Stem 01 Earthquake Simulator Competition Apply What You Have Learned To The Real World

 
Team 1 members Low Yi En (from left), Francis Kasaila and Calvin Soo Shui Zhen nervously observe their model structure being measured on the Earthquake Stimulator to test how firm it could withstand the tremors.  SoE lecturer and competition facilitator Mr Muneswaran a/l Suthaskumar (2nd left) clearing doubts raised by the participants. 
  
Winning teams displaying their models, togetherwith the Head of School and the panel of judges.  
Earthquake has been one of the teething problems for many countries. With the changing landscape of Mother Nature, even Malaysia has not been spared, as evidenced by the Sabah earthquake in 2015. In view of this, the School of Engineering at KDU University College recently put forth a challenge to its Foundation in Engineering students through the STEM 101 Earthquake Simulator competition, where participants were tasked to design, build and test their structures on a scale to prove how firm it could withstand earthquake tremors.

This inaugural competition, with STEM being an acronym for Science, Technology, Engineering and Mathematics, was held not only to impart the above fundamental knowledge of engineering, but also to train students to think creatively of design methods for structure to withstand the simulated earthquake, based on the concept of physics.  “This competition serves as a platform to introduce STEM education to our foundation students. STEM integrates the four disciplines into cohesive learning and applies it based on real-world application,” explained Associate Professor Ir. Dr Matthew Teow Yok Wooi, Head of the School of Engineering (SoE) at KDU University College.

Through this, students were able to take their learning beyond the classroom and apply what they have learnt first-hand. The 7-hour competition provided an opportunity for the students to further explore and exploit how the engineering knowledge could be applied in the real world and had fun at the same time.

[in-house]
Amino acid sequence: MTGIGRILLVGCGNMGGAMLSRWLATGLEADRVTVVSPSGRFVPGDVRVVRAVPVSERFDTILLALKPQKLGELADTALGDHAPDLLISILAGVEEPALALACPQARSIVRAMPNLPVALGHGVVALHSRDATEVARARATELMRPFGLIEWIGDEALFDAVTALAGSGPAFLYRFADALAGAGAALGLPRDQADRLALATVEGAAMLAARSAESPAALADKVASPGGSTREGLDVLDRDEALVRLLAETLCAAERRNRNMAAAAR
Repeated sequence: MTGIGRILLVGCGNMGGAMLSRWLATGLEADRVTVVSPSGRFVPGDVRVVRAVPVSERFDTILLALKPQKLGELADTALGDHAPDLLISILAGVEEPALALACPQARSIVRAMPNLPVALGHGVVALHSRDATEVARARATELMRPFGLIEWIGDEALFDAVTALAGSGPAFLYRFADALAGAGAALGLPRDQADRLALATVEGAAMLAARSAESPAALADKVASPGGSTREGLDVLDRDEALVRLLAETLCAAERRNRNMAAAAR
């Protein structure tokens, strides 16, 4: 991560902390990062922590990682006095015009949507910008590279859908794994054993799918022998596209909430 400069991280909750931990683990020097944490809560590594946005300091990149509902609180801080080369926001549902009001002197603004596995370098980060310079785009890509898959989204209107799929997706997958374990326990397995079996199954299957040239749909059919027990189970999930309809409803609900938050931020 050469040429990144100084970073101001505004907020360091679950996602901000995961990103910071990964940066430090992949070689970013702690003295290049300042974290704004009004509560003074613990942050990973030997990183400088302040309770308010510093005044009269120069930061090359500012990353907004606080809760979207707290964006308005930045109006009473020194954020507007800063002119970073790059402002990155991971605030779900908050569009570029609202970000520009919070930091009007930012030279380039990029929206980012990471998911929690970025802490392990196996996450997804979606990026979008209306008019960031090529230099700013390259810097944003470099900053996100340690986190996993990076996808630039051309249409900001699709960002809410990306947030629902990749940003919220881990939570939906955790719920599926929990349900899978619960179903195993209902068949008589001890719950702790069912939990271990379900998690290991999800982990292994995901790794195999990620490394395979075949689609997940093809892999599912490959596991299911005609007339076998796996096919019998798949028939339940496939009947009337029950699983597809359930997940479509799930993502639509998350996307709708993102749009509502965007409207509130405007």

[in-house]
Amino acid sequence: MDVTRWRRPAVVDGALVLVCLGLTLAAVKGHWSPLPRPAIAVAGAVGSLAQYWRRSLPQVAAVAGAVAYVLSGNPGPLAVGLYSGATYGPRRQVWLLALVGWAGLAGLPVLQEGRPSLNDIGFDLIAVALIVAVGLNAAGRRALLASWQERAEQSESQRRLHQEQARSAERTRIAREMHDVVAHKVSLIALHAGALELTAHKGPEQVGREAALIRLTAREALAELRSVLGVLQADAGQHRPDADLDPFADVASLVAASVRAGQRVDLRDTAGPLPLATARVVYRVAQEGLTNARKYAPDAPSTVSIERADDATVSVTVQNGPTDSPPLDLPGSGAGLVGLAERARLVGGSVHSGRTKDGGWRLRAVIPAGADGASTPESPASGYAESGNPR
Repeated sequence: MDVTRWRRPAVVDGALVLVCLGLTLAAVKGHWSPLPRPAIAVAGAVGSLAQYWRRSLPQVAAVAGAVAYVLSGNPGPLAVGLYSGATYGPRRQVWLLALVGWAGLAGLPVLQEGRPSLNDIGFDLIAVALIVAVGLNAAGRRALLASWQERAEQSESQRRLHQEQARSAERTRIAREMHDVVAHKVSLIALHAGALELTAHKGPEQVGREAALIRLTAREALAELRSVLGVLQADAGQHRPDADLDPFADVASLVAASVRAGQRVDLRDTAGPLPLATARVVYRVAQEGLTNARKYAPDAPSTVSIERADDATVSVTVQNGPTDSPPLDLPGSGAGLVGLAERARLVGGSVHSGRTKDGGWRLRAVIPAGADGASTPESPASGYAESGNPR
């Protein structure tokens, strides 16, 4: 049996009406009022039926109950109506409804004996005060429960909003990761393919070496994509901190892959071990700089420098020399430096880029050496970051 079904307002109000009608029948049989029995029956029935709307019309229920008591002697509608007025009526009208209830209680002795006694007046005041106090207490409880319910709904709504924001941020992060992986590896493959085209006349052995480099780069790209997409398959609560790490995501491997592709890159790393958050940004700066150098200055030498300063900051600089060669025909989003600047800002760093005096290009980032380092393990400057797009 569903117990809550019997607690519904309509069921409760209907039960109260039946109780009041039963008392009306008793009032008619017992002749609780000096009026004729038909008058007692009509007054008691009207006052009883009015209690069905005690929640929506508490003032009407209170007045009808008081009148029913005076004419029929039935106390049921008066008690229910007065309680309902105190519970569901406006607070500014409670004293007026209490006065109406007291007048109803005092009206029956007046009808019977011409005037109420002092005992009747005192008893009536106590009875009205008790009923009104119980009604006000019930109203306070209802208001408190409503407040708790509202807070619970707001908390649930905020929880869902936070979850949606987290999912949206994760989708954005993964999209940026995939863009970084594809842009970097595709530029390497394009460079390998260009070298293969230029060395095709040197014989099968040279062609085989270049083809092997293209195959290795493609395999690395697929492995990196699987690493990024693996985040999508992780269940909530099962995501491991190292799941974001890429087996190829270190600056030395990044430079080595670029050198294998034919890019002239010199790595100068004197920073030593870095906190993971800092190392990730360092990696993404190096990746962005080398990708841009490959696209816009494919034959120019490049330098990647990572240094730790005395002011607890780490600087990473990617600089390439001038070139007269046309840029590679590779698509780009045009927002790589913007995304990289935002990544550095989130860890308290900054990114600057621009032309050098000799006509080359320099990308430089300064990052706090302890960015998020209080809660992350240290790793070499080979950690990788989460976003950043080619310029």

Elaborating further, Teow said, “This event also serves as a networking platform where the students are able to communicate with their course mates, thus developing their communication skills. The School expects each and every participant to think beyond the box, as they need to exhibit creative solution, a good engineering design without omitting aesthetic aspects and also portray a good project management.”

Participants were divided into groups of three, and were given free reigns to choose the materials needed for their structure. However, the materials were restricted to what was provided by the organiser, and the groups were limited to a set number of each item. The materials included items such as ice cream sticks, straws, manila cards, plastic cups and cello tapes. On top of that, each group were given a set of electronic devices which consists of 9 V batteries, mercury switch, buzzer, LED and resistors.

The groups took to their brain-storming sessions with full of excitement, as they began to tap vigorously on their scientific calculators and come up with measurements, with some pondering on the feasibility of their proposed design, while some began to sketch what they had in mind.

Without any prior practice or training, the event saw the groups enthusiastically applying what they had learnt so far and trying to solve the given problem right on the spot – building a model structure with measurement of 60 x 35 x 35 cm, with an alarm system assembled by electronic devices in the midst of it. Finally, models built by each team were placed onto the Earthquake Simulator and tested with simulated tremors along two perpendicular directions.

The panel of judges, comprised of SoE lecturers, were led by Head Judge Dr Veronica Lestari Jauw, together with Dr Ha Tshui Hung, Associate Professor Ir. Dr Aravinthan Arumugam and Ir. Cheang Kok Meng. Marks were given according to the height, base area, survival and engineering or aesthetic design of the buildings and structures.

Eventually, Team 1 emerged as Overall Champion and the winner of the Aesthetic Design Award. The group comprised of Low Yi En, whose contribution of utilising ice-cream sticks helped strengthen their winning structure, Calvin Soo Shui Zhen and Francis Kasaila. Soo quipped, “We thoroughly enjoyed this! The competition is all about translating our theoretical knowledge to practical application and we had a lot of fun through this hands-on learning.”

Three other awards were also up for grabs - won by the following teams: Engineering Design Award – Team 2 (Haran A/L Murali, Muhamad Fadhl Bin Masri); Creative Solution Award – Team 3 (Tan Khai Jern, Darshan A/L Ramesan, Pravin A/L Rajendran); Project Management Award – Team 5 (Thanesh A/L Gunaselan, Mehervan Singh, Ahmad Syahmi Naqiuddin Bin Mohamad).